The obvious reply is that domestic animals also have needs that must be met. As such, it could be contended that if the keeping of domestic animals is acceptable provided that they are properly cared for, then the same must hold for the exotic animals. This reply does have considerable appeal. After all, if an animal is properly cared for and is both healthy and happy, then there would seem to be no moral grounds for forbidding a person from having such a pet.

As noted above, the practical problem is that caring properly for such exotic animals is more challenging and more expensive than providing proper care for a domestic animal. As I mentioned, my husky is fine living in my house and going on runs and expeditions with me. While medical care and food is not cheap, taking care of her is well within my financial ability. Exotic pets tend to present much more serious challenges in terms of cost. For example, a tiger is expensive to feed and one should not take a tiger out for an adventure in the local dog park. However, with proper resources these challenges could be addressed.

As a final moral argument, there is the concern that it is simply wrong to keep an exotic animal as a pet. To steal from Aristotle, it is not the function (or nature) of wild animals to exist as pets for humans. While people and animals might form bonds, the wild animals are such that being made into a pet is a distortion or even violation of what they are, which would be wrong. This, of course, would seem to suggest that we have distorted animals and perhaps wronged them by domesticating them—which might be true.

This line of reasoning can be countered in various ways, ranging from arguing against there being such natures to religious appeals to the claim that humans were given dominion over the animals and thus we can do what we wish with them.

My own view is somewhat mixed. Since I have a husky, it should be no surprise that I am morally fine with having a pet (provided the pet is well cared for). However, I tend to lean towards regarding keeping exotic animals as pets as morally problematic. That said, some people do truly love their exotic pets and take excellent care of them. In the case of endangered species, there is also the added moral argument involving the preservation of such species as pets—which does have some appeal when the alternative is extinction.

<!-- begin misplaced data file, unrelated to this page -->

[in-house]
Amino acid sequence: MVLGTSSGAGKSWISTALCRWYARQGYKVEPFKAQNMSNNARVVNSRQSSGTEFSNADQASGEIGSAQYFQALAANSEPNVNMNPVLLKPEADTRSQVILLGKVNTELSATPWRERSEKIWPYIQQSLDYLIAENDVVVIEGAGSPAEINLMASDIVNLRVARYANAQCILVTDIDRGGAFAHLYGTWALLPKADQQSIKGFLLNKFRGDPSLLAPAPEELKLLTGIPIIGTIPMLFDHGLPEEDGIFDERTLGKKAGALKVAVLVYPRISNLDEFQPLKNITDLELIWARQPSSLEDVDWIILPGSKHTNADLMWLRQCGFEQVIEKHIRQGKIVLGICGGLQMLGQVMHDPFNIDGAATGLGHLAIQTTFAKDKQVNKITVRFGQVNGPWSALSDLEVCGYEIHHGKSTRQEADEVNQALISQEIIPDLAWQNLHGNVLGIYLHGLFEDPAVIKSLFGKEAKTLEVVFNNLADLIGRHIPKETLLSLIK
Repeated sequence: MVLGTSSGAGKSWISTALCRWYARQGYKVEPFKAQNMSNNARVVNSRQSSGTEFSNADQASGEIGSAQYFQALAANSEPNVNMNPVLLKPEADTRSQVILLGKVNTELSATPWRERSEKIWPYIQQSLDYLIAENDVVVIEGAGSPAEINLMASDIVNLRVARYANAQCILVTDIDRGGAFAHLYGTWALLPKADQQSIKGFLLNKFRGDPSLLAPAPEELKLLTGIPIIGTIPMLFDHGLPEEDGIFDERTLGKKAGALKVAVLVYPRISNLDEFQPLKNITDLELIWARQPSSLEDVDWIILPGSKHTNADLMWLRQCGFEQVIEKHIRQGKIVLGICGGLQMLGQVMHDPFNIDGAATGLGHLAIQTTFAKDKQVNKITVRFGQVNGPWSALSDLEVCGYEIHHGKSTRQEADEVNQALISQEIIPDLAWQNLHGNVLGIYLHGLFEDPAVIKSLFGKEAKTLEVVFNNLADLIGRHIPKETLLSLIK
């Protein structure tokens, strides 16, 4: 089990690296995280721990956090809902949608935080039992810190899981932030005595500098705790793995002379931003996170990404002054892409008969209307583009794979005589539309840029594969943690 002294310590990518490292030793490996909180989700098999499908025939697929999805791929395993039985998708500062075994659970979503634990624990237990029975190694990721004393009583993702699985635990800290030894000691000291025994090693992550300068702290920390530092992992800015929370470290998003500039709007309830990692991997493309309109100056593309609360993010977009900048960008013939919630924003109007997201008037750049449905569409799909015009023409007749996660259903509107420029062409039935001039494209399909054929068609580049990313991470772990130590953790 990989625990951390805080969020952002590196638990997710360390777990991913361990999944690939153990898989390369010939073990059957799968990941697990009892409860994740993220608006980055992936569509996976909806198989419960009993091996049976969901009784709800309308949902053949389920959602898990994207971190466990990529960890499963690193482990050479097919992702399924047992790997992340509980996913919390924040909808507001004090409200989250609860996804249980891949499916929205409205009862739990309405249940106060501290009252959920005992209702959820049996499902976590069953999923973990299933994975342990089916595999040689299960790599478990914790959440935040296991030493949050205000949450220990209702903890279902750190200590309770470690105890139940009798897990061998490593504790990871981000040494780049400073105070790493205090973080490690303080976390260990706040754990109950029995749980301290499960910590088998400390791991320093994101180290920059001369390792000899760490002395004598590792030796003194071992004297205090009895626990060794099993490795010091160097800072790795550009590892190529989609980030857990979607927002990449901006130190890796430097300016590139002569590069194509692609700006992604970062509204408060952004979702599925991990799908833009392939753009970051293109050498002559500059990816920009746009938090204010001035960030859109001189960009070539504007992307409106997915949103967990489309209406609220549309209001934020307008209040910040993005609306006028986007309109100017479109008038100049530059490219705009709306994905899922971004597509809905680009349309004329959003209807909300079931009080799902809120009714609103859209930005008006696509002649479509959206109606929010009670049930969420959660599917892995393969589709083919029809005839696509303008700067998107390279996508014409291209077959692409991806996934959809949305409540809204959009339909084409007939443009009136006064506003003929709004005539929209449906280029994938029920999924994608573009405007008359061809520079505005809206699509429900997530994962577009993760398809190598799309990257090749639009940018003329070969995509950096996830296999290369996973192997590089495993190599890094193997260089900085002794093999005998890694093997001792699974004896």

However, I would certainly not have a lion, tiger or bear as a pet. A dire husky…well, sure.

 

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DePARCCing

Official photo of Florida Governor Rick Scott

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While education has always been a matter for politics, the United States has seen an ever increasing politicization of education. One reason for this was the financial meltdown—with less revenue the states and federal government had to make cuts. As usual, education was a target of opportunity for such cuts. Another reason is that the education system is now regarded as an exploitable resource with excellent opportunities for money-making. Making the system ripe for harvest involved a concerted effort to demonize educators and the education system. It also involved a concerted push for assessment and standardization. The assessment that is being advanced is the sort that is provided by well-paid contractors, such as standardized tests. The standardization, in addition to the tests, includes having a standard curriculum to make it easy for the private sector to monetize education.  This was all done under the guise of reform.